Morphology of Spirostomum teres

Fully extended living organisms had a rounded posterior end and tapered anterior end. They were 150-250 µm in length and approximately 65 ìm in width (Fig. 9). Contracted cells had an ellipsoid body, with slightly tapered ends (Figs 10, 12 and 13). The oral and somatic ciliature of S. teres twisted in a counterclockwise direction during contraction (Fig. 10). The adoral zone of membranelles (AZM) was approximately 92 µm (56-114 µm) long and extended from the anterior end of the ciliate to the cytostome, which was located in the anterior third of the body (Figs 10-14). In contracted cells, the AZM made a counter-clockwise turn around the body (Figs 10-14). Inconspicuous paroral kineties were located to the left of the AZM (Fig. 14). Somatic ciliature composed of about 30 kineties (Fig. 10). In contracted individuals, torsion of the cell caused somatic kineties to be oriented obliquely in relation to the central axis of the body (Fig. 10). Nuclear apparatus composed of single, compact macronucleus located approximately in the center of the body (Fig. 12 and 13). In some cells, macronuclear grooves that hold micronuclei were observed (Fig. 15). Approximately 5 micronuclei (5 µm in diameter) were dispersed throughout the cytoplasm or overlapping the macronucleus. A single, conspicuous contractile vacuole occupied almost the entire posterior third of the body (Fig. 9). Live cells were colorless (Fig. 9), and moved slowly, gliding over the substrate (Table I).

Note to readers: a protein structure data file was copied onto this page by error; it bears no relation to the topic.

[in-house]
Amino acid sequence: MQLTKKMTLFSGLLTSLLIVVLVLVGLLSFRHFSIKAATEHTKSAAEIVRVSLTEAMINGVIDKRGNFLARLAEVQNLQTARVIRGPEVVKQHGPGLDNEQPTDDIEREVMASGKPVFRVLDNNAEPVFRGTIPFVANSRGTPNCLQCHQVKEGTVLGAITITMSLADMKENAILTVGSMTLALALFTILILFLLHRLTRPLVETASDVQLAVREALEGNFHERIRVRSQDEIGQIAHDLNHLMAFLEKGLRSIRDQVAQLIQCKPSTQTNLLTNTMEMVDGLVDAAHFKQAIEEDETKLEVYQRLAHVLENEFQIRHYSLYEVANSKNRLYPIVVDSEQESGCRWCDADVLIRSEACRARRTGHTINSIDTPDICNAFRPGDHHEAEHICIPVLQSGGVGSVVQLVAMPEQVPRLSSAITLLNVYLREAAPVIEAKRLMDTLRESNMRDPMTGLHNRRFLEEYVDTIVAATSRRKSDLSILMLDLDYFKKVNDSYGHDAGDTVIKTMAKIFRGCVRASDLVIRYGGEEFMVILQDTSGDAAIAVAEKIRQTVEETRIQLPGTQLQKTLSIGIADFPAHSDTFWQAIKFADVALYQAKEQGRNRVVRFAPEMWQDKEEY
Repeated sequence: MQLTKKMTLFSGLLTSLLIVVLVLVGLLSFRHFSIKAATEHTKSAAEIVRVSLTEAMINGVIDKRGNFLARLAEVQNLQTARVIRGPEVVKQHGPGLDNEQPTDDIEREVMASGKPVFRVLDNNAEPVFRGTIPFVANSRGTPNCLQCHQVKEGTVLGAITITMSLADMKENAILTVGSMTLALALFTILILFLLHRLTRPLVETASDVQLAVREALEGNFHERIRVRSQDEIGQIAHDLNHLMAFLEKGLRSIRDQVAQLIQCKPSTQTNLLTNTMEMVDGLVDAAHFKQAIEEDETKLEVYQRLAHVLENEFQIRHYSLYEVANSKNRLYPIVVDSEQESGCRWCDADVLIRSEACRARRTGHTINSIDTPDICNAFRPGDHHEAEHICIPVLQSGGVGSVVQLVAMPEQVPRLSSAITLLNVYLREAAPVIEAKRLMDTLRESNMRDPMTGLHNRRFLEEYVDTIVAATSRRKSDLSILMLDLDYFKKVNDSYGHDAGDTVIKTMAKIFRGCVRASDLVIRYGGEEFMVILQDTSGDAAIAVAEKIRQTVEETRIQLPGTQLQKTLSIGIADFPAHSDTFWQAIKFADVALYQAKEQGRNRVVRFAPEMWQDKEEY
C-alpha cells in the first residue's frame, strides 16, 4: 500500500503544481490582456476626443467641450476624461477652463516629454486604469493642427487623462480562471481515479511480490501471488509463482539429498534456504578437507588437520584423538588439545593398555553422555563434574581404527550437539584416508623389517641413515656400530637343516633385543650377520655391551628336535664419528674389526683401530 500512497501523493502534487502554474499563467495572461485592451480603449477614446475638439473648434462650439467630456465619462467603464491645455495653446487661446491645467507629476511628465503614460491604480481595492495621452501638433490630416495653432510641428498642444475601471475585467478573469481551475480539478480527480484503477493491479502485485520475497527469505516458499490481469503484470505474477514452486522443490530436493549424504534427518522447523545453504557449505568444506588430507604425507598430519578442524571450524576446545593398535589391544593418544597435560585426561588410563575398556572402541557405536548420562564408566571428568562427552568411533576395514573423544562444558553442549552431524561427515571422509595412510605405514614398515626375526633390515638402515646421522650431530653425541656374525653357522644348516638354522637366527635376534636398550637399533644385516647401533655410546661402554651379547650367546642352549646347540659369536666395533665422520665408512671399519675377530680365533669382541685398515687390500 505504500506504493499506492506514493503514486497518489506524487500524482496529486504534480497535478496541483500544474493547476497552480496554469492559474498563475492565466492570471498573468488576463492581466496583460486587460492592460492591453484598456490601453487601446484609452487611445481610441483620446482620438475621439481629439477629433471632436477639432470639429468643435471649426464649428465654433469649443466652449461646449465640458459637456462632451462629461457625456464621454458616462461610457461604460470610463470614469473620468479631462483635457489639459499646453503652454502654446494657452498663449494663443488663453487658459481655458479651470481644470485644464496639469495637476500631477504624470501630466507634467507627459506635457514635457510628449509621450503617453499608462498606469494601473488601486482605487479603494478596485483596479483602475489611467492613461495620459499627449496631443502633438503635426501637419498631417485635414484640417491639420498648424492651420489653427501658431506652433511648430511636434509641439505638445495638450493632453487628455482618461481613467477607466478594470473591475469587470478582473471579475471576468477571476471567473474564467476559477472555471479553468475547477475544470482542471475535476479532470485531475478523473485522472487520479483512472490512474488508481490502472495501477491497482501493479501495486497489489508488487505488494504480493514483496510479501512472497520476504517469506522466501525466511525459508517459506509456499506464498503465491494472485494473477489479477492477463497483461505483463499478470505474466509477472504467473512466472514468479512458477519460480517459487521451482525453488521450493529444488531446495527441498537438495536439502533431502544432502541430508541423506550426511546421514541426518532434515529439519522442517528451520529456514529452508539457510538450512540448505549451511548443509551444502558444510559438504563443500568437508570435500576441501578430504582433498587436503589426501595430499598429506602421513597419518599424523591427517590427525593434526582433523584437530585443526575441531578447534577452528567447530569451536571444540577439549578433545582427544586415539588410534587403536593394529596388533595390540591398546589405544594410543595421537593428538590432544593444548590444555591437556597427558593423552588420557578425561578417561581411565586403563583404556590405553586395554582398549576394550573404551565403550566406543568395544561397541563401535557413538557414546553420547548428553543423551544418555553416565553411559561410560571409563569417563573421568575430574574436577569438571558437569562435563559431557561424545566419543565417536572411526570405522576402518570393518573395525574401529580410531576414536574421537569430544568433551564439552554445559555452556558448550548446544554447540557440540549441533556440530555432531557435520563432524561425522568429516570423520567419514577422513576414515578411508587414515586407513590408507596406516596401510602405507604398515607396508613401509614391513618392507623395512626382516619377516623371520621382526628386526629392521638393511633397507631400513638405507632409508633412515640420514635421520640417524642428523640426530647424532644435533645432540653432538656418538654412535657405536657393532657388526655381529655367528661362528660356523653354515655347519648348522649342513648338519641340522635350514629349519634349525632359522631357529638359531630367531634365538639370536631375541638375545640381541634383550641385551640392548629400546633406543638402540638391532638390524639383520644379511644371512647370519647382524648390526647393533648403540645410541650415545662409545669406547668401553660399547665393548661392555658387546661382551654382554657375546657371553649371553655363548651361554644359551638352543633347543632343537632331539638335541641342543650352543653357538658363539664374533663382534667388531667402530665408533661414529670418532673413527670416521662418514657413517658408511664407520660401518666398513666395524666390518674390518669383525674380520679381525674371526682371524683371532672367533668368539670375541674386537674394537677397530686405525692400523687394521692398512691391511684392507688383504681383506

Molecular characterization

The nucleotide composition and GC content of the 18S rDNA gene sequences of the S. minus, S. teres and S. ambiguum obtained by SCHMIDT et al. (2007) and the sequences of S. minus and S. teres obtained in this study are presented for comparison in Table II. The 18S rDNA sequences confirmed the morphological identification of S. teres collected in Brazil. This sequence is composed by 1,558 bp being more similar to that of S. teres (98.7%), obtained by SCHMIDT et al. (2007), differing from it by 10 nucleotides (Table III).

 

 

 

 

The sequence from S. minus obtained in the present study consisted of 1,348 bp and 46.99% of the GC content. This sequence showed 97.3% of similarity to the sequence from S. minus obtained by SCHMIDT et al. (2007) and 31 different nucleotide sites (Table III). The relatively low percentage of similarity and the high number of nucleotide differences between these two sequences suggest that they are cryptic species. The pairwise distances (absolute distance) and differences between 18S rDNA sequences of Spirostomum populations/species are given in Table III.

 

DISCUSSION

Studies of the morphology of species of Spirostomum are rare. The most recent and complete work was presented by FOISSNER et al. (1992). In it, aspects of the ecology and morphology of S. ambiguum, Spirostomum caudatum Delphy, 1939, S. minus and S. teres were described. The reviews of REPAK & ISQUITH (1974) and FOISSNER et al. (1992) were used by us as a basis for species identification.